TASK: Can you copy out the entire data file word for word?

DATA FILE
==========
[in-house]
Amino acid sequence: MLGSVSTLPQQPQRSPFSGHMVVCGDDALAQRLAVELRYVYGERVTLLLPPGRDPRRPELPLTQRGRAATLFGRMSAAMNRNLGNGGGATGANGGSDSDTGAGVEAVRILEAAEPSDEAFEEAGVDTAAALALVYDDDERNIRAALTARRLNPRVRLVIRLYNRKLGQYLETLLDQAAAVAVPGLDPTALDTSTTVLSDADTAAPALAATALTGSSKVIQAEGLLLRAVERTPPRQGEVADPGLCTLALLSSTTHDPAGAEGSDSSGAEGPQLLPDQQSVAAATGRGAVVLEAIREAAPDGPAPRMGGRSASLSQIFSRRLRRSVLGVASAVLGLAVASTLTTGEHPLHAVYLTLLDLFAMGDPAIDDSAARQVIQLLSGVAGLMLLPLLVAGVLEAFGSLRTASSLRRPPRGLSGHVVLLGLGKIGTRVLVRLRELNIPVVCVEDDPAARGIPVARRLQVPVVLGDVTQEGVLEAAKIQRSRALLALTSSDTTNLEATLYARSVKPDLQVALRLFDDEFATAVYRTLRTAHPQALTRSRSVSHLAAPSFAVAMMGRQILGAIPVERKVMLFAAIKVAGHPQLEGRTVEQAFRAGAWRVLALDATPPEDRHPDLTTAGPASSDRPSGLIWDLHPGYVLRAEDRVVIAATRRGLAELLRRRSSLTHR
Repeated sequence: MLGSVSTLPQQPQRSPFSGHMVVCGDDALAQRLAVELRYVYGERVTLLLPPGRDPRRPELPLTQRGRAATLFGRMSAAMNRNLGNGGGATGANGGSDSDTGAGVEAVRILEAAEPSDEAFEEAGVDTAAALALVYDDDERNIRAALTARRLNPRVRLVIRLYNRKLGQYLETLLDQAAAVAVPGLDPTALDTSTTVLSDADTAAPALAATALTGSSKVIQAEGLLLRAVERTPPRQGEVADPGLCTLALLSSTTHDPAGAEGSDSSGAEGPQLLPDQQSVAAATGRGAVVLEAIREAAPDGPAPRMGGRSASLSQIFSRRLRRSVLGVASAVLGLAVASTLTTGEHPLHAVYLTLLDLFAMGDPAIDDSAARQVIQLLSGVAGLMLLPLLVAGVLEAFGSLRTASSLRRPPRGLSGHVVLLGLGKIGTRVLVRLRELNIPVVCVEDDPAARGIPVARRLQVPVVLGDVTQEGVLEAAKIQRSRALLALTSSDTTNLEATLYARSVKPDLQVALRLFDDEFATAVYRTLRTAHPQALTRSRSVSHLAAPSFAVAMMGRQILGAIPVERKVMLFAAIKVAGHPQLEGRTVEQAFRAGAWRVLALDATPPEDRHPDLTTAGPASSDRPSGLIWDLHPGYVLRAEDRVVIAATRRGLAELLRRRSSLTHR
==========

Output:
[in-house]
Amino acid sequence: MLGSVSTLPQQPQRSPFSGHMVVCGDDALAQRLAVELRYVYGERVTLLLPPGRDPRRPELPLTQRGRAATLFGRMSAAMNRNLGNGGGATGANGGSDSDTGAGVEAVRILEAAEPSDEAFEEAGVDTAAALALVYDDDERNIRAALTARRLNPRVRLVIRLYNRKLGQYLETLLDQAAAVAVPGLDPTALDTSTTVLSDADTAAPALAATALTGSSKVIQAEGLLLRAVERTPPRQGEVADPGLCTLALLSSTTHDPAGAEGSDSSGAEGPQLLPDQQSVAAATGRGAVVLEAIREAAPDGPAPRMGGRSASLSQIFSRRLRRSVLGVASAVLGLAVASTLTTGEHPLHAVYLTLLDLFAMGDPAIDDSAARQVIQLLSGVAGLMLLPLLVAGVLEAFGSLRTASSLRRPPRGLSGHVVLLGLGKIGTRVLVRLRELNIPVVCVEDDPAARGIPVARRLQVPVVLGDVTQEGVLEAAKIQRSRALLALTSSDTTNLEATLYARSVKPDLQVALRLFDDEFATAVYRTLRTAHPQALTRSRSVSHLAAPSFAVAMMGRQILGAIPVERKVMLFAAIKVAGHPQLEGRTVEQAFRAGAWRVLALDATPPEDRHPDLTTAGPASSDRPSGLIWDLHPGYVLRAEDRVVIAATRRGLAELLRRRSSLTHR
Repeated sequence: MLGSVSTLPQQPQRSPFSGHMVVCGDDALAQRLAVELRYVYGERVTLLLPPGRDPRRPELPLTQRGRAATLFGRMSAAMNRNLGNGGGATGANGGSDSDTGAGVEAVRILEAAEPSDEAFEEAGVDTAAALALVYDDDERNIRAALTARRLNPRVRLVIRLYNRKLGQYLETLLDQAAAVAVPGLDPTALDTSTTVLSDADTAAPALAATALTGSSKVIQAEGLLLRAVERTPPRQGEVADPGLCTLALLSSTTHDPAGAEGSDSSGAEGPQLLPDQQSVAAATGRGAVVLEAIREAAPDGPAPRMGGRSASLSQIFSRRLRRSVLGVASAVLGLAVASTLTTGEHPLHAVYLTLLDLFAMGDPAIDDSAARQVIQLLSGVAGLMLLPLLVAGVLEAFGSLRTASSLRRPPRGLSGHVVLLGLGKIGTRVLVRLRELNIPVVCVEDDPAARGIPVARRLQVPVVLGDVTQEGVLEAAKIQRSRALLALTSSDTTNLEATLYARSVKPDLQVALRLFDDEFATAVYRTLRTAHPQALTRSRSVSHLAAPSFAVAMMGRQILGAIPVERKVMLFAAIKVAGHPQLEGRTVEQAFRAGAWRVLALDATPPEDRHPDLTTAGPASSDRPSGLIWDLHPGYVLRAEDRVVIAATRRGLAELLRRRSSLTHR